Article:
Crucible Performance Astounds Crowd

Fullerton College Hornet  - Morgan McLaughlin - Wednesday, October 12th, 2005
Confess your sins- John Proctor (Micheal Minto), Abigail Williams (Stephanie Rose), Rev. Samuel Parris (Will Jackson) and Deputy Governor (Joe Parish).
>FC's Theatre Arts Department put on an amazing show last Friday night in its presentation of Arthur Miller's The Crucible.

Audiences had a chance to see the play additional nights Thursday and Saturday, and if anyone missed it, they should be sure to catch it, if it ever returns.

Having read the novel in high school, I had high hopes for the production, as it seemed so did many others; the Saturday showing was sold out.

I was definitely not disappointed.

The opening wowed crowds with silhouetted characters dancing and chanting around a fire and cauldron, framed on stage by large tree branches and back dropped by a full moon in a dark night sky.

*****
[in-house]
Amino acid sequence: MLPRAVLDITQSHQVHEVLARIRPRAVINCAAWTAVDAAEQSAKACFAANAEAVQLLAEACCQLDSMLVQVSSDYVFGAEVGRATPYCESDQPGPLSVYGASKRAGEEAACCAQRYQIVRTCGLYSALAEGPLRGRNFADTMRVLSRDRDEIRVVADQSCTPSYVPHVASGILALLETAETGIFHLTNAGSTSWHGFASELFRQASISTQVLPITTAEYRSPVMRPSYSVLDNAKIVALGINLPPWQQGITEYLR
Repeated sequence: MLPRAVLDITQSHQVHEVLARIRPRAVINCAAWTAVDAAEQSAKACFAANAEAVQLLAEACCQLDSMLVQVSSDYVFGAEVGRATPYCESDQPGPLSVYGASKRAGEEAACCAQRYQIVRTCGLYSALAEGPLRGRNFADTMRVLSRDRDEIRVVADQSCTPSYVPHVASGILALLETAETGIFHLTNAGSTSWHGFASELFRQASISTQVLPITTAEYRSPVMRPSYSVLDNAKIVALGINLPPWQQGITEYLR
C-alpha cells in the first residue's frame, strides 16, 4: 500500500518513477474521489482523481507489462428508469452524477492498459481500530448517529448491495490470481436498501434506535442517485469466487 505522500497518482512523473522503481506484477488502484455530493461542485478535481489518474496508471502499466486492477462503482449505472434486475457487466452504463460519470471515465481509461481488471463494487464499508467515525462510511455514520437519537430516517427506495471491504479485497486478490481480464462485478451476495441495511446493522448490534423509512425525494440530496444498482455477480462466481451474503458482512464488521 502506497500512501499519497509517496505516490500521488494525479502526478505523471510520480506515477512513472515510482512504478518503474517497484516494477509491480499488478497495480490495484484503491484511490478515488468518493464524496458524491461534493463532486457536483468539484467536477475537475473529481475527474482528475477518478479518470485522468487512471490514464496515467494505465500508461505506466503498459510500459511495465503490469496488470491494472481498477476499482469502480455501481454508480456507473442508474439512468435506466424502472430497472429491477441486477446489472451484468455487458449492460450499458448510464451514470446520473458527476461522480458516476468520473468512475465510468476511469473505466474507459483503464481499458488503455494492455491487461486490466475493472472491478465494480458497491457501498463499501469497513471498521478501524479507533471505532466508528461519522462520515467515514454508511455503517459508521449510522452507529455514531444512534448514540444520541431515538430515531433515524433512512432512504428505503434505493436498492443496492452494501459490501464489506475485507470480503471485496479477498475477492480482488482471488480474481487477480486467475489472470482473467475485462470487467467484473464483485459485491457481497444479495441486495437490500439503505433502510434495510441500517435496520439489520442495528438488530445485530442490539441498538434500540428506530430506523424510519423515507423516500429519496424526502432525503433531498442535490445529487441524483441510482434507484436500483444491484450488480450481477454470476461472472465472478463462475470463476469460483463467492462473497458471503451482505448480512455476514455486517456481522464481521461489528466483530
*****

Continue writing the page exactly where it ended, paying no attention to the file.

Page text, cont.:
As the play went on, set design and acting seemed to excel even more.

Puritan ministers and reverends played by Will Jackson, Jason Paul Evans, and Deputy Governor played by Joe Parrish, did an amazing job portraying the characters, consumed by and caught up in the hysteria of Salem's witch trials.

Stephanie Rose as Abigail and Kelly Sue Eder as Mary Varren, could not have been casted better for their parts, becoming enemies of sorts, fighting with lies and pretense, morals and the dilemma of jail or death.

Michael Minto casted as John Proctor and Michele Carroll casted as Elizabeth Proctor amazingly played the parts of husband and wife ripped apart by a past of an emotional affair and brought together in the present by the ethical predicament of being hanged for honesty.

As the screen fell on Joln Proctor walking to the noose the crowd erupted in applause.

"We were wrong" was writlen across the screen in light as it raised suddenly to the scene of bodies hanging; from the stage ceiling: the full cast knelled calling out "Amen" and the screen dropped again leaving the stage black.

I don't think I have ever heard a crowd cheer and applaud so much after a screen drops at the finale of a play.

The play's director, Gary Krinke as well as the length, music, cast, set and costuming all worked together to make the play an amazing and wonderful experience.

The production truly brought to life the horror of the Salem witch trials of the 1600s.

Simply put. Bravo.